Mr. White Horse asserts that the district court abused its discretion by granting the government’s motion to exclude a psychologist’s testimony that Mr. White Horse did not have a sexual interest in underage boys. In preparing for his testimony, the psychologist interviewed Mr. White Horse, administered a mental status examination to him, and attempted to ascertain his sexual interests by means of what is called an Abel Assessment. The district court gave detailed reasons for concluding that the Abel Assessment was neither scientifically valid nor a good fit for the specific facts of the case, and it determined that Mr. White Horse’s statements during the clinical interview and mental status examination would constitute hearsay. See United States v. White Horse, 177 F.Supp.2d 973 (D.S.D.2001).

The Abel Assessment comprises two parts. Part I measures the amount of time that a subject views slides of clothed and partially clothed people, premised on the belief that a correlation exists between sexual response and the length of time spent viewing sexual stimuli. It also includes a questionnaire that is designed to detect the subject’s sexual behavior, as well as to ascertain the subject’s willing*775ness to admit to experiencing common social problems (as a kind of “lie scale”). In part II of the Abel Assessment, the results from this questionnaire are combined with the viewing time results to create a score. Part II subjects this score to three predictive equations in order to predict the likelihood that the subject is sexually interested in children under fourteen and that he would he about his interest.

Under Daubert v. Merrell Dow Pharm., Inc., 509 U.S. 579, 592-93, 113 S.Ct. 2786, 125 L.Ed.2d 469 (1993), the admissibility of expert testimony relying on scientific reasoning or methodology under Fed.R.Evid. 702 depends on “whether the reasoning or methodology underlying the testimony is scientifically valid and [on] whether that reasoning or methodology properly can be applied to the facts in issue.” Id. at 592-93, 113 S.Ct. 2786. We agree with the district court that there are significant concerns about how well each part of the Abel Assessment “fits” the facts at issue in the instant case. Cf. Smith v. Rasmussen, 249 F.3d 755, 758-59 (8th Cir.2001). For instance, there is not any evidence that part I had been tested with a statistically significant sample of Native Americans, and none of the slides contained any pictures of Native American adults or children. White Horse, 177 F.Supp.2d at 975. And, as pertains to part II, Dr. Abel’s 2001 published study stated that incest-only cases (such as the alleged offense here) were excluded from the testing of two of the three predictive equations “because incest offenders often act for reasons other than sexual interest.” Id. at 976. We thus conclude that the district court did not err in holding that the Abel Assessment was not admissible under Rule 702.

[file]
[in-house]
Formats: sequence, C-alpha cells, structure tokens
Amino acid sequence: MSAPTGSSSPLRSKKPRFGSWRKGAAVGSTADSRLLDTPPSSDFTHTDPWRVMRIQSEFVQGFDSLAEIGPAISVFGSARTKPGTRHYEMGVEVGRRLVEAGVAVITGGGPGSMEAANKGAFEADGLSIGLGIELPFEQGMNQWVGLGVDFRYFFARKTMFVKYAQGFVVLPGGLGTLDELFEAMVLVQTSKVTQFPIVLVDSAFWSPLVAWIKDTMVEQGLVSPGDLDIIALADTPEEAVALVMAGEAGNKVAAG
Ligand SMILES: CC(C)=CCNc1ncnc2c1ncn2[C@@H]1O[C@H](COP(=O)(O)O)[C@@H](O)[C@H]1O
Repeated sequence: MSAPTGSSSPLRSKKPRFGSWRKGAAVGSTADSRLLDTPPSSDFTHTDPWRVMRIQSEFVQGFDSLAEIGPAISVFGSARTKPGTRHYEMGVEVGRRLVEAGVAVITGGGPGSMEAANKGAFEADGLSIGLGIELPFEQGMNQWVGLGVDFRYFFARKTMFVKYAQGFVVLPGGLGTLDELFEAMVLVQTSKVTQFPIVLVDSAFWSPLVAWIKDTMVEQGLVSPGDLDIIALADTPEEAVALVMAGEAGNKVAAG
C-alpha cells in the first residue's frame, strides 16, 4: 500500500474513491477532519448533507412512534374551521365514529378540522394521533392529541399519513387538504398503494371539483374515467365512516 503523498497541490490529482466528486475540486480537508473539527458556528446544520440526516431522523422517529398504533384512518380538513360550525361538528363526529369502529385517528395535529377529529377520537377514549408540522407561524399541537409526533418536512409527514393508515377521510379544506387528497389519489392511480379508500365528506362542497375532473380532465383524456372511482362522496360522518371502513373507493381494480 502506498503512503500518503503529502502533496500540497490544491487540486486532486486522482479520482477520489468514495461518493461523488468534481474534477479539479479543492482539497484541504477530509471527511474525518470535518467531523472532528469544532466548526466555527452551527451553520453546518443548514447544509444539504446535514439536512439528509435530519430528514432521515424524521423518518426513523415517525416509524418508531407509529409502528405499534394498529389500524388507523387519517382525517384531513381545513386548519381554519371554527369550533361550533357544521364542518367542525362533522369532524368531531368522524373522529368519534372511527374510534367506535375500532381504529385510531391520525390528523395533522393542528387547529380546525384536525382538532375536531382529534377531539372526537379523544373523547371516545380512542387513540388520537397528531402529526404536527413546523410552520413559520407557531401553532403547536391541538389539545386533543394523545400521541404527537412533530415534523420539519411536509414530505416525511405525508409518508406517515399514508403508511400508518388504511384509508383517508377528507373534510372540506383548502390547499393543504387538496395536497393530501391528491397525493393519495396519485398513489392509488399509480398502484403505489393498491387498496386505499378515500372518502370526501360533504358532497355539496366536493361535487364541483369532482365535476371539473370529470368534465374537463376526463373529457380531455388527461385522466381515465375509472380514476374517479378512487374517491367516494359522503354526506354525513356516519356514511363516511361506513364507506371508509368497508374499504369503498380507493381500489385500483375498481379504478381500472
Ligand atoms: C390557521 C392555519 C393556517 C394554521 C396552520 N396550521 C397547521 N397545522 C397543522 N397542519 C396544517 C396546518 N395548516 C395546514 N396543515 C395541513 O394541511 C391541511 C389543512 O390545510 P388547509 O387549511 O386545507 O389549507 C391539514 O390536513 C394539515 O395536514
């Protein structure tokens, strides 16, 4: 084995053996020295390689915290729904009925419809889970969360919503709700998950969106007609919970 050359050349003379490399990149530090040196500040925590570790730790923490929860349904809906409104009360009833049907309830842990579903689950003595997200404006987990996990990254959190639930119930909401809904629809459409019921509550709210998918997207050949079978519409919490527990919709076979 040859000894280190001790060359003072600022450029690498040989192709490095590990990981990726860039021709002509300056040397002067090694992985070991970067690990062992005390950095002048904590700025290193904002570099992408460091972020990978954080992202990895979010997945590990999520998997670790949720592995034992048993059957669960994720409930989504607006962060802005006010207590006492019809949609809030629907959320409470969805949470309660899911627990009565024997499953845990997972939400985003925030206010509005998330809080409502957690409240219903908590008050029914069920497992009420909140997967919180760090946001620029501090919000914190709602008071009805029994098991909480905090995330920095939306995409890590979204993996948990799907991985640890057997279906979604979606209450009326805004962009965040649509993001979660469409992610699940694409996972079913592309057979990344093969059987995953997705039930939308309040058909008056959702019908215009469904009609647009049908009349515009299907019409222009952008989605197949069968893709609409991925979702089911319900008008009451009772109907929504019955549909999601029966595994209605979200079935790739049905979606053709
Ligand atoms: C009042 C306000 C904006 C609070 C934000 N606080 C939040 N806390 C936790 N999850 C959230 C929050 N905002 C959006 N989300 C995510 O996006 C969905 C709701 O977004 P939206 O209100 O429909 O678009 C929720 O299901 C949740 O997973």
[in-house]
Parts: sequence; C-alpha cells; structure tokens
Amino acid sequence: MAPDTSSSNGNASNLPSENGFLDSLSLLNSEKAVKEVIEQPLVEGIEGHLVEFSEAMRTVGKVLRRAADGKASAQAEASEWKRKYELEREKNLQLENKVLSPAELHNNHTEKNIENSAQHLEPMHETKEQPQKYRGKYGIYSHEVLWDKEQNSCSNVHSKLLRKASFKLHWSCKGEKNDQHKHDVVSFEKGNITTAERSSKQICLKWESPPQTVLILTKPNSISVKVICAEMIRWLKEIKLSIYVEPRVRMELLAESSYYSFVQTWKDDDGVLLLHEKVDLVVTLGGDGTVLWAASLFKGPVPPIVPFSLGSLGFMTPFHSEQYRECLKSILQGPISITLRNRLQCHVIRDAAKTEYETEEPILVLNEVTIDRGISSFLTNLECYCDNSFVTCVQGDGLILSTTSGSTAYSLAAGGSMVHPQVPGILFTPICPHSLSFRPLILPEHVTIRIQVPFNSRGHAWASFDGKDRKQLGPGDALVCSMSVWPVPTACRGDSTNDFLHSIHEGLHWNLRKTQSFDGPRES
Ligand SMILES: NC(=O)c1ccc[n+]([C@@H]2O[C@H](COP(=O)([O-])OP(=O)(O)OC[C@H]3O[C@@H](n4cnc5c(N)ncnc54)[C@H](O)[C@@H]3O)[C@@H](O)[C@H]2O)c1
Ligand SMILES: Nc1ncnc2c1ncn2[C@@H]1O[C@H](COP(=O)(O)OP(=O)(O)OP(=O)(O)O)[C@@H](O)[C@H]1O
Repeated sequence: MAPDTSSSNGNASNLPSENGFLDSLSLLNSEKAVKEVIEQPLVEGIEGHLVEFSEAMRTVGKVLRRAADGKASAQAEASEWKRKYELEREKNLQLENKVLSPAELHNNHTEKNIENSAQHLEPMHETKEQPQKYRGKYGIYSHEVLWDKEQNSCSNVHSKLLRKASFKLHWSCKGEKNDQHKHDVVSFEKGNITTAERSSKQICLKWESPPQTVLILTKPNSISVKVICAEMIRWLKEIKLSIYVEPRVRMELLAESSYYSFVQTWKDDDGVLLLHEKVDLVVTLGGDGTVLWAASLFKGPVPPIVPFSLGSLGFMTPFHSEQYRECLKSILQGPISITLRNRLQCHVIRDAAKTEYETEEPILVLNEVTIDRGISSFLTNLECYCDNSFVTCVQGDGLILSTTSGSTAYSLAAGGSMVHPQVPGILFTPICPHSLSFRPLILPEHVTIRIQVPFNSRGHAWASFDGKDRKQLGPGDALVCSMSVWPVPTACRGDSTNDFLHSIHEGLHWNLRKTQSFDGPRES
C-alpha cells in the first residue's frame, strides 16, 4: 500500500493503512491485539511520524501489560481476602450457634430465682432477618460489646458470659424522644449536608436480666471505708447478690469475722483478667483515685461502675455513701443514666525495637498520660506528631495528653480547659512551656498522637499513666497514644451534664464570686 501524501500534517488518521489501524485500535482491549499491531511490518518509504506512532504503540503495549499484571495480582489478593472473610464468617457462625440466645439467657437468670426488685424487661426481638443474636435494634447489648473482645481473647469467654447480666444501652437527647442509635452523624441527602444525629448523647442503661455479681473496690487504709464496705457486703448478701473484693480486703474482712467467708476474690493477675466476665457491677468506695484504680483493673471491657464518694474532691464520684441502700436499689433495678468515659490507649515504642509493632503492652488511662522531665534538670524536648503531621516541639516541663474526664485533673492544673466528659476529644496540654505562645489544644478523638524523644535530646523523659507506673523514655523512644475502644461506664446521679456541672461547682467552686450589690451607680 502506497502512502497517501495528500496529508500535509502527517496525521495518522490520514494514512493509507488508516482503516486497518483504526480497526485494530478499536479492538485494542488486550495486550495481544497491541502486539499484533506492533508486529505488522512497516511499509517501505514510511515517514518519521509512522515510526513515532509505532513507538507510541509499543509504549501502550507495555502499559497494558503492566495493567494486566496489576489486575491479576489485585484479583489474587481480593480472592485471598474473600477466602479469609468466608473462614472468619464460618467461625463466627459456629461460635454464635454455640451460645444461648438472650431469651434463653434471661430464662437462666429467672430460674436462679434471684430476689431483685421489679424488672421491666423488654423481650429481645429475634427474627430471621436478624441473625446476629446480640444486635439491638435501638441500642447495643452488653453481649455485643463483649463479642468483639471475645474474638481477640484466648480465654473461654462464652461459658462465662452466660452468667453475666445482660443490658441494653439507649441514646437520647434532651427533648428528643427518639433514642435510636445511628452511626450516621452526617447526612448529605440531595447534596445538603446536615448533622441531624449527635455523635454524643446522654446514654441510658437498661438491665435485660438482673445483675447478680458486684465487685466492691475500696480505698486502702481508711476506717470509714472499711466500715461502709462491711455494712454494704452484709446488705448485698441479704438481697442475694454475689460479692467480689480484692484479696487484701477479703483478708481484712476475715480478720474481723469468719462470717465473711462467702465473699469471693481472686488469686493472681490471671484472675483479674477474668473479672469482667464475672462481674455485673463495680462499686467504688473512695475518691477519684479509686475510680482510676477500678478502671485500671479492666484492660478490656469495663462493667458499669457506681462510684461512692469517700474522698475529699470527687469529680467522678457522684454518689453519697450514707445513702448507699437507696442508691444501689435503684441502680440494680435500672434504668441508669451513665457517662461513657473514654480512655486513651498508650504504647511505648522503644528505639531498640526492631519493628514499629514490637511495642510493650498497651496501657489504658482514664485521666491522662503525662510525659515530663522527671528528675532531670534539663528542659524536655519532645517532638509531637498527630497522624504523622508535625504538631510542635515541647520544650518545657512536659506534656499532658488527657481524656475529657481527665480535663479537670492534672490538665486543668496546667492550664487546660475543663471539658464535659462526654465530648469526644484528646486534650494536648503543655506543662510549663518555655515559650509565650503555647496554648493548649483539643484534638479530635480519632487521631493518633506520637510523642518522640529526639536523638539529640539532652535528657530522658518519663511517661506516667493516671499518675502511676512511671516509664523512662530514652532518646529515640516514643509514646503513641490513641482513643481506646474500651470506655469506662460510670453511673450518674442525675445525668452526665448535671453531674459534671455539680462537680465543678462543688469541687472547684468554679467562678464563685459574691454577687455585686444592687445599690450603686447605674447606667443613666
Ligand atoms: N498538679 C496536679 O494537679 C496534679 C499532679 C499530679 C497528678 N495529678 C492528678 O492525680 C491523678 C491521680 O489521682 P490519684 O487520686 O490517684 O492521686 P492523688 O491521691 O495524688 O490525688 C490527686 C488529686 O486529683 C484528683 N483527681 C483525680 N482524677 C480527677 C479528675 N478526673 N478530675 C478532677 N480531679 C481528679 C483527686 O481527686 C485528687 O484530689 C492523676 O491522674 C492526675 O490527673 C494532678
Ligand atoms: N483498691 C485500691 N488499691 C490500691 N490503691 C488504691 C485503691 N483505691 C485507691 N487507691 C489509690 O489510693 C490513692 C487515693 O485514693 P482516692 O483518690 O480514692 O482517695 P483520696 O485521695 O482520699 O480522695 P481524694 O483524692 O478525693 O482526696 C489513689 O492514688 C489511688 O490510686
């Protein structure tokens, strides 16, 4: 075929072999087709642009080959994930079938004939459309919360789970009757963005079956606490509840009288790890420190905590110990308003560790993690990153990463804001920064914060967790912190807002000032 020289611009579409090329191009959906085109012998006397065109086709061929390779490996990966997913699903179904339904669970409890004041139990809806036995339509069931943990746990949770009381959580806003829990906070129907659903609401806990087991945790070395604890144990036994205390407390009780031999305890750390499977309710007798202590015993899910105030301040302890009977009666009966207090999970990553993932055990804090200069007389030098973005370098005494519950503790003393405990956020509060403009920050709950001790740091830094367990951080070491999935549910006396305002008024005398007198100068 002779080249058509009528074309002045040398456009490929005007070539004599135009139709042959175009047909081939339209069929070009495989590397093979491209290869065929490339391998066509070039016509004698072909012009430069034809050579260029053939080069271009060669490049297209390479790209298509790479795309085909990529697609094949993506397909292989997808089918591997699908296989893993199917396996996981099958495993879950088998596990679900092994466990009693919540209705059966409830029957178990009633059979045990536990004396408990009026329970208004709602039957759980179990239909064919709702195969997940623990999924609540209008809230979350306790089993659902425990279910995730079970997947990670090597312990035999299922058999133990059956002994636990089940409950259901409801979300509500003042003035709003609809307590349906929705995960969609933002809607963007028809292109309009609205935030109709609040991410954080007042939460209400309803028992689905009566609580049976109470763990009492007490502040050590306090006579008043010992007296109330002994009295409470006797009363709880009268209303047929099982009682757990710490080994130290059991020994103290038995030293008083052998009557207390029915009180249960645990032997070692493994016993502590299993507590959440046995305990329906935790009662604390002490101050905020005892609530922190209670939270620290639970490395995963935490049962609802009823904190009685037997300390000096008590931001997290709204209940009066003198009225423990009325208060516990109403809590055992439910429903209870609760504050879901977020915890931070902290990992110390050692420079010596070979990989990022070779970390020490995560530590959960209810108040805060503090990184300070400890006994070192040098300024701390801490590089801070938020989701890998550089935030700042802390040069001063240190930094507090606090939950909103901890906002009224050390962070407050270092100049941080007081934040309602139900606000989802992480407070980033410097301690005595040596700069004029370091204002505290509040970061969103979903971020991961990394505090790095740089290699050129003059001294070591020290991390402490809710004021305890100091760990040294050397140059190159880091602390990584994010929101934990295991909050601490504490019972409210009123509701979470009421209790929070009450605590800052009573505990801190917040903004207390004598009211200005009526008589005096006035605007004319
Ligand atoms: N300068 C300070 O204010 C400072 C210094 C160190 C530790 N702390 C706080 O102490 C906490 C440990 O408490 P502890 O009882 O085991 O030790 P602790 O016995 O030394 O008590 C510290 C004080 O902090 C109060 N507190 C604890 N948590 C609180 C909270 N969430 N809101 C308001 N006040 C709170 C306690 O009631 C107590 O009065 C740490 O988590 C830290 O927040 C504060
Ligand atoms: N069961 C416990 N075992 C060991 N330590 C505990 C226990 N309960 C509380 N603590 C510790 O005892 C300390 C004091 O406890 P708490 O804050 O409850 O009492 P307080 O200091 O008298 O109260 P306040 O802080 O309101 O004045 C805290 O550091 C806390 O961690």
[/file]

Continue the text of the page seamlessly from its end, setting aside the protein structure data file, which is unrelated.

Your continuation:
We also do not believe that the clinical interview and mental status examination could have formed an independent basis for the psychologist’s expert opinion. As the psychologist explained at the Daubert hearing, he did not form any conclusions based on the clinical interview and mental status examination, “nor would [he] normally expect to,” as they only served as a starting point for further lines of inquiry.

The district court correctly concluded, moreover, that the statements that Mr. White Horse made during the clinical interview and mental status examination were not independently admissible, because they were hearsay. See United States v. Waters, 194 F.3d 926, 931 (8th Cir.1999).


Mr. White Horse next argues that the district court abused its discretion in denying his request to present evidence of what he called prosecutorial misconduct to the jury. In particular, Mr. White Horse sought to introduce evidence that before trial the prosecutor took Mr. White Horse’s son to the courtroom where the trial was to occur and told him “that’s where the bad man sits; where the guy going to prison is going to sit.” Mr. White Horse argues that this biased his son against him. The prosecutor disputed Mr. White Horse’s account of the relevant events.

After considering Mr. White Horse’s offer of proof and the testimony of an FBI agent who witnessed the trial preparation (and confirmed the prosecutor’s account), the district court did not allow Mr. White Horse to present evidence of the prosecutor’s alleged conduct, since the matter was “extraneous” and disputed. The district court noted that when Mr. White Horse’s son testified he clearly indicated that he loved his father.